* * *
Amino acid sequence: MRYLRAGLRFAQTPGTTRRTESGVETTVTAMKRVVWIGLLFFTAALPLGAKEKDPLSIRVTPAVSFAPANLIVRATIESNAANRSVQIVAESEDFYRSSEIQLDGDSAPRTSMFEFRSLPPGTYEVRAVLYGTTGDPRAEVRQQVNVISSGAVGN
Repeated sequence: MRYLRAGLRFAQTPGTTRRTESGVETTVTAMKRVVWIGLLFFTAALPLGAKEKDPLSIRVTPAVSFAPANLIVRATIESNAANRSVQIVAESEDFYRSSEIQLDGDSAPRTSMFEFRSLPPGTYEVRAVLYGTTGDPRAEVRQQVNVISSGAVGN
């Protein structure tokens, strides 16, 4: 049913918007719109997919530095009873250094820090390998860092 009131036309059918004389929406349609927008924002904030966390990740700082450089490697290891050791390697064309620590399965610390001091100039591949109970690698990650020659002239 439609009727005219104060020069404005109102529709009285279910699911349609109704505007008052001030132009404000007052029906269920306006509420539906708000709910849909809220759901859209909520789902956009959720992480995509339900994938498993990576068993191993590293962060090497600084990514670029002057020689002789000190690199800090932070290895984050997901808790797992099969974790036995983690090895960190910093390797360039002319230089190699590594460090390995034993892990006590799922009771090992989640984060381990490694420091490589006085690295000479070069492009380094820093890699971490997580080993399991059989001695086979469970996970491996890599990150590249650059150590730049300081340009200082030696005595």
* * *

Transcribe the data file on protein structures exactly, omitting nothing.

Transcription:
Amino acid sequence: MRYLRAGLRFAQTPGTTRRTESGVETTVTAMKRVVWIGLLFFTAALPLGAKEKDPLSIRVTPAVSFAPANLIVRATIESNAANRSVQIVAESEDFYRSSEIQLDGDSAPRTSMFEFRSLPPGTYEVRAVLYGTTGDPRAEVRQQVNVISSGAVGN
Repeated sequence: MRYLRAGLRFAQTPGTTRRTESGVETTVTAMKRVVWIGLLFFTAALPLGAKEKDPLSIRVTPAVSFAPANLIVRATIESNAANRSVQIVAESEDFYRSSEIQLDGDSAPRTSMFEFRSLPPGTYEVRAVLYGTTGDPRAEVRQQVNVISSGAVGN
């Protein structure tokens, strides 16, 4: 049913918007719109997919530095009873250094820090390998860092 009131036309059918004389929406349609927008924002904030966390990740700082450089490697290891050791390697064309620590399965610390001091100039591949109970690698990650020659002239 439609009727005219104060020069404005109102529709009285279910699911349609109704505007008052001030132009404000007052029906269920306006509420539906708000709910849909809220759901859209909520789902956009959720992480995509339900994938498993990576068993191993590293962060090497600084990514670029002057020689002789000190690199800090932070290895984050997901808790797992099969974790036995983690090895960190910093390797360039002319230089190699590594460090390995034993892990006590799922009771090992989640984060381990490694420091490589006085690295000479070069492009380094820093890699971490997580080993399991059989001695086979469970996970491996890599990150590249650059150590730049300081340009200082030696005595």